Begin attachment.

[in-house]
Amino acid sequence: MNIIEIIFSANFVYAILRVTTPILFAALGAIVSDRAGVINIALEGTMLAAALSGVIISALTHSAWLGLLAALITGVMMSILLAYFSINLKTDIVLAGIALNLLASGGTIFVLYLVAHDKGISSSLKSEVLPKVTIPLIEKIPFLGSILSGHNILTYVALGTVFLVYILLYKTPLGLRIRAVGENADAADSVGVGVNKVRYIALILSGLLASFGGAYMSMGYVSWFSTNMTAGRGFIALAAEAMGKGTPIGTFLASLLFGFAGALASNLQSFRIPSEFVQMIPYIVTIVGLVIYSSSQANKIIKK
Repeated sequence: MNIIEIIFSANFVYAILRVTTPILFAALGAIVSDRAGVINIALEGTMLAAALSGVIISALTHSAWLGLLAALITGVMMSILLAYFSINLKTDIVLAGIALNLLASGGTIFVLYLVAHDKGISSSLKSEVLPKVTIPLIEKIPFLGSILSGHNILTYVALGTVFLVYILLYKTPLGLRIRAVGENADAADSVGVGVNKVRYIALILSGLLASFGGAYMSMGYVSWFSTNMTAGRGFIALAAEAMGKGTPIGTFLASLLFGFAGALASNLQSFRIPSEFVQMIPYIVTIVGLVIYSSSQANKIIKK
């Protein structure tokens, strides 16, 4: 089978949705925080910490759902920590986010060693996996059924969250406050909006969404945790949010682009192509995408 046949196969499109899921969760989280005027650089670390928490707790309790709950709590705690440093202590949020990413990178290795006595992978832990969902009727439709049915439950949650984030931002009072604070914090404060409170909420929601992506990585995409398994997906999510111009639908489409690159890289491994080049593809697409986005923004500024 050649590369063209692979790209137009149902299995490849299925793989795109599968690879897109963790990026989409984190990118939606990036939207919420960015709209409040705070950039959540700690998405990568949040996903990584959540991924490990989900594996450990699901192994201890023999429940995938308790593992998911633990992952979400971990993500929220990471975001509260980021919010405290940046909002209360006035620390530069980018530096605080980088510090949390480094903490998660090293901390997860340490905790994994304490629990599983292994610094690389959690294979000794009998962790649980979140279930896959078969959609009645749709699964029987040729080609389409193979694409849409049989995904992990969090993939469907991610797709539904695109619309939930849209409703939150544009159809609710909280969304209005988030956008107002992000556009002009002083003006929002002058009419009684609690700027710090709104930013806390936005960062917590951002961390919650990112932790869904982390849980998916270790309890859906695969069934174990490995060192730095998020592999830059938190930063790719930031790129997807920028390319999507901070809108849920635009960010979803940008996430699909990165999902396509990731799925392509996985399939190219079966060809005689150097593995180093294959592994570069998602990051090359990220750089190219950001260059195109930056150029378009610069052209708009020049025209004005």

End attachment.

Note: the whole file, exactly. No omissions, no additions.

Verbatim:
[in-house]
Amino acid sequence: MNIIEIIFSANFVYAILRVTTPILFAALGAIVSDRAGVINIALEGTMLAAALSGVIISALTHSAWLGLLAALITGVMMSILLAYFSINLKTDIVLAGIALNLLASGGTIFVLYLVAHDKGISSSLKSEVLPKVTIPLIEKIPFLGSILSGHNILTYVALGTVFLVYILLYKTPLGLRIRAVGENADAADSVGVGVNKVRYIALILSGLLASFGGAYMSMGYVSWFSTNMTAGRGFIALAAEAMGKGTPIGTFLASLLFGFAGALASNLQSFRIPSEFVQMIPYIVTIVGLVIYSSSQANKIIKK
Repeated sequence: MNIIEIIFSANFVYAILRVTTPILFAALGAIVSDRAGVINIALEGTMLAAALSGVIISALTHSAWLGLLAALITGVMMSILLAYFSINLKTDIVLAGIALNLLASGGTIFVLYLVAHDKGISSSLKSEVLPKVTIPLIEKIPFLGSILSGHNILTYVALGTVFLVYILLYKTPLGLRIRAVGENADAADSVGVGVNKVRYIALILSGLLASFGGAYMSMGYVSWFSTNMTAGRGFIALAAEAMGKGTPIGTFLASLLFGFAGALASNLQSFRIPSEFVQMIPYIVTIVGLVIYSSSQANKIIKK
């Protein structure tokens, strides 16, 4: 089978949705925080910490759902920590986010060693996996059924969250406050909006969404945790949010682009192509995408 046949196969499109899921969760989280005027650089670390928490707790309790709950709590705690440093202590949020990413990178290795006595992978832990969902009727439709049915439950949650984030931002009072604070914090404060409170909420929601992506990585995409398994997906999510111009639908489409690159890289491994080049593809697409986005923004500024 050649590369063209692979790209137009149902299995490849299925793989795109599968690879897109963790990026989409984190990118939606990036939207919420960015709209409040705070950039959540700690998405990568949040996903990584959540991924490990989900594996450990699901192994201890023999429940995938308790593992998911633990992952979400971990993500929220990471975001509260980021919010405290940046909002209360006035620390530069980018530096605080980088510090949390480094903490998660090293901390997860340490905790994994304490629990599983292994610094690389959690294979000794009998962790649980979140279930896959078969959609009645749709699964029987040729080609389409193979694409849409049989995904992990969090993939469907991610797709539904695109619309939930849209409703939150544009159809609710909280969304209005988030956008107002992000556009002009002083003006929002002058009419009684609690700027710090709104930013806390936005960062917590951002961390919650990112932790869904982390849980998916270790309890859906695969069934174990490995060192730095998020592999830059938190930063790719930031790129997807920028390319999507901070809108849920635009960010979803940008996430699909990165999902396509990731799925392509996985399939190219079966060809005689150097593995180093294959592994570069998602990051090359990220750089190219950001260059195109930056150029378009610069052209708009020049025209004005």